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When you represent medical providers, a lot hinges on what the injured party does in his or her lawsuit. Now, a brand new published Court of Appeals case has eased that worry a little – ruling a injured party’s settlement doesn’t necessary cut off a medical provider claim.
On October 22, 2015, the Michigan Court of Appeals released its published opinion in Covenant Medical Center Inc v State Farm Mutual Automobile Insurance Company. The decision is a big break for medical provider attorneys, helping to separate doctors’ and hospitals’ claims from the claims of the injured parties they serve.
In 2011, Jack Stockford was hurt in an auto accident. He was later treated by Covenant Medical in 2012. The medical provider promptly provided written notice of its $43,000 claim by sending State Farm bills in July, August, and October of 2012. Then in 2013, Stockford settled his case for little more than the medical bill. The settlement included a release where he agreed to:
“‘[I]ndemnify, defend and hold harmless’ State farm ‘from any liens or demands made by any provider, . . . including, . . . Covenant Medical . . . for payments made or services rendered…'”
Covenant Medical sued anyway. State Farm objected, filing a motion for summary judgment based on the prior release.
But the Court of Appeals disagreed. It cited MCL 500.3112, which says in part:
“Payment by an insurer in good faith of personal protection insurance benefits, to or for the benefit of a person who it believes is entitled to the benefits, discharges the insurer’s liability to the extent of payments unless the insurer has been notified in writing of the claim of some other person.”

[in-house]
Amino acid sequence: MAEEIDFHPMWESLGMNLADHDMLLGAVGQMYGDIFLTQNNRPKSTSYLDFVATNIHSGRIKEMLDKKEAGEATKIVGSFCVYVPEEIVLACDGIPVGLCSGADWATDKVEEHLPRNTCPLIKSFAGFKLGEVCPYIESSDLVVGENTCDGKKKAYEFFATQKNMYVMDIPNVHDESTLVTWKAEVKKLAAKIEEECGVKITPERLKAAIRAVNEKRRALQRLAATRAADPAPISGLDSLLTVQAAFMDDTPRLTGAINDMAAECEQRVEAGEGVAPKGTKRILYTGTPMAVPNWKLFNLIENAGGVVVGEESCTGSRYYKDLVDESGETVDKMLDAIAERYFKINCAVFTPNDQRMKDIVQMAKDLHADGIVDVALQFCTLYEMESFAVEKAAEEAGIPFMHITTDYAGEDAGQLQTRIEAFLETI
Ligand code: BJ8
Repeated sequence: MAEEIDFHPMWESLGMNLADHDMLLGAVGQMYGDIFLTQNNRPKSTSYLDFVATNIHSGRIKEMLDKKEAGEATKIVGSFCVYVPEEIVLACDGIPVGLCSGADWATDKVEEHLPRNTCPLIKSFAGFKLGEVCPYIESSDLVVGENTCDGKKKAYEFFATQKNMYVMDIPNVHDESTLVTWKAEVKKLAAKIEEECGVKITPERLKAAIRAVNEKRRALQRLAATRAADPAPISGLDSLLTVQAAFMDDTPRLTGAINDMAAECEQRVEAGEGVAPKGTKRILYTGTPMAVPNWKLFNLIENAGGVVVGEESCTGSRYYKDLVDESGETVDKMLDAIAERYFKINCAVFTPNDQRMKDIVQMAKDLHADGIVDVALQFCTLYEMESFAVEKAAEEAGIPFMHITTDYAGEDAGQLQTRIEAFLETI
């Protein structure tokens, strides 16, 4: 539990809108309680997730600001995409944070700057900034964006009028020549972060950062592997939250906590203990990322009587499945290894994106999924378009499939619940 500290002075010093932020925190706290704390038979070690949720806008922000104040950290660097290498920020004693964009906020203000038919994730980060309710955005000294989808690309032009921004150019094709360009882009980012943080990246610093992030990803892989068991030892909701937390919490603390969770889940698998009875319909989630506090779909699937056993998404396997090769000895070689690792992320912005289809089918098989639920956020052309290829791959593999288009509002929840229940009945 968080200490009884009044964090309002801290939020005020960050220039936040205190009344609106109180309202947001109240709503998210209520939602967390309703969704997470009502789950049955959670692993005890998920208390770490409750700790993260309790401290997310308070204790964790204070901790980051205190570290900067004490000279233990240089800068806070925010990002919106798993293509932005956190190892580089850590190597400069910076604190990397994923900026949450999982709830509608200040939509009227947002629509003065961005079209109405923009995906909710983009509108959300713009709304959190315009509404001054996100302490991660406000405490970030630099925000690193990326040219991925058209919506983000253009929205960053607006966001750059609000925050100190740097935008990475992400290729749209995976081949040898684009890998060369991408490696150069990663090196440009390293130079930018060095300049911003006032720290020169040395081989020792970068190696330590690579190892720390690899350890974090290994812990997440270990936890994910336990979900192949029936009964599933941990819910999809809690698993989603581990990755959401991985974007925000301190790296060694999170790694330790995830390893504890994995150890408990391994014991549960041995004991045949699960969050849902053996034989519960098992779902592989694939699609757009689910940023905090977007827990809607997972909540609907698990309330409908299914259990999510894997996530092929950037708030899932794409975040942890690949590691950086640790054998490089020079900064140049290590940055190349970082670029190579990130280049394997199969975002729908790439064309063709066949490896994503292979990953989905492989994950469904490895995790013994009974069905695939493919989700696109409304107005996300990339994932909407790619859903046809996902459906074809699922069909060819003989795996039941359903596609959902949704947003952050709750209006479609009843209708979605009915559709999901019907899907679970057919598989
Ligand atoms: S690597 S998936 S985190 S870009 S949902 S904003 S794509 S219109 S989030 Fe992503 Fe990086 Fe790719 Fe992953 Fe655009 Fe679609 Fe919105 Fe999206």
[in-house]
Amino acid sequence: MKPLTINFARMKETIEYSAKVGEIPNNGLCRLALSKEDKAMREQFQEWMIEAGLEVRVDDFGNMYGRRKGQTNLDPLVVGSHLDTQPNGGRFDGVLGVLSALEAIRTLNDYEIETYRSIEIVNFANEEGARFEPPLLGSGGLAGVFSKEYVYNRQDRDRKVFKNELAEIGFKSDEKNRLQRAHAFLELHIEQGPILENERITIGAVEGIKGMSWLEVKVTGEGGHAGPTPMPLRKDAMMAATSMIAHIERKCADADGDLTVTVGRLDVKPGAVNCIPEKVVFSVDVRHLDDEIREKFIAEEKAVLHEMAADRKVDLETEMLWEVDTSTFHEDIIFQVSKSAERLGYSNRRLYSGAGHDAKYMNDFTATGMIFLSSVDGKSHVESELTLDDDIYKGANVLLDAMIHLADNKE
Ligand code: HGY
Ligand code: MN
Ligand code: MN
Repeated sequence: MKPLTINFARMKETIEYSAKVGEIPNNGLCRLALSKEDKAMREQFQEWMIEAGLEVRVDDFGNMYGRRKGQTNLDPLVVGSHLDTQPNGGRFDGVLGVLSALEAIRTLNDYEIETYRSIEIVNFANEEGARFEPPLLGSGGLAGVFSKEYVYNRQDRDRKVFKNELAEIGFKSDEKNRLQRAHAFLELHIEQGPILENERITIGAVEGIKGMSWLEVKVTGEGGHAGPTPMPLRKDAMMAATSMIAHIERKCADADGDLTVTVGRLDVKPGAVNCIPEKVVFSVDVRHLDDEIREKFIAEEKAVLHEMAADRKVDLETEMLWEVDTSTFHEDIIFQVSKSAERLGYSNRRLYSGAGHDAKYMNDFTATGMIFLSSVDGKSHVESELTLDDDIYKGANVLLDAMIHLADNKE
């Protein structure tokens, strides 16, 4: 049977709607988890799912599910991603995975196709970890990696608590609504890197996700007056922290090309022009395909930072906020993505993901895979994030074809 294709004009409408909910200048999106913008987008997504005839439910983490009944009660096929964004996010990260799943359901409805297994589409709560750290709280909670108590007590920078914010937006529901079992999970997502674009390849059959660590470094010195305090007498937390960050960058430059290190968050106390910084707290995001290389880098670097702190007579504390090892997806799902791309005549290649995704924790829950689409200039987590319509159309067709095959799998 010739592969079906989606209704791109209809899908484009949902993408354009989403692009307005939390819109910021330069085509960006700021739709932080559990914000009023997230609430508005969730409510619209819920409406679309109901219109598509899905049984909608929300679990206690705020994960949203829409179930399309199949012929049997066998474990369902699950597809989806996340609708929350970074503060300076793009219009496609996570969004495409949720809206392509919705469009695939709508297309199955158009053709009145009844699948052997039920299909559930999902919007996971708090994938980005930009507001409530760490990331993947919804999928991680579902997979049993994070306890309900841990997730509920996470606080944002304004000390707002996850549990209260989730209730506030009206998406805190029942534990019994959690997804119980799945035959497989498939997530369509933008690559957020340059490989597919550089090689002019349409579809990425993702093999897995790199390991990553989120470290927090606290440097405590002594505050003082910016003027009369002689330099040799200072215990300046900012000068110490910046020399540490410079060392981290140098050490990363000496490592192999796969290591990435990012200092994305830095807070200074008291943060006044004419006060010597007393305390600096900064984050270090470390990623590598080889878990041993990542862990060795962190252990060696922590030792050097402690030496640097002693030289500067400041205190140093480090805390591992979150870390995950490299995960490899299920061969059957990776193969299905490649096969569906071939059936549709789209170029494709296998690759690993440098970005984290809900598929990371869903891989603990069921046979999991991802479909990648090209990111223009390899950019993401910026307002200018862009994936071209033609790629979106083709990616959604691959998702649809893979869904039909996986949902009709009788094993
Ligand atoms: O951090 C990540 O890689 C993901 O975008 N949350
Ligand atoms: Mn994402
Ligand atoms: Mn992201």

Covenant Medical, was one such “other person.” Because it sent its written claim for compensation for services rendered for the benefit of an injured party before Stockford and State Farm reached their settlement, the claim was preserved. The court ruled:
“However, the plain text of the statute provides that if the insurer has notice in writing of a third party’s claim, then the insurer cannot discharge its liability to the third party simply by settling with its insured. Such a payment is not in good faith because the insurer is aware of a third party’s right and seeks to extinguish it without providing notice to the affected third party.”
If State Farm had wanted to include Covenant Medical’s claim in the settlement, it should have requested that the circuit court apportion the settlement. Because it didn’t do that, the insurance company had to face the medical provider’s independent claim for no-fault benefits.
This case opens the door for medical providers to receive full compensation, or enter into better settlements, by giving them more control over their own legal destiny. By cutting ties between an injured person’s settlement and a medical provider’s claim, the court has given power back to the doctors to resolve cases on their own terms.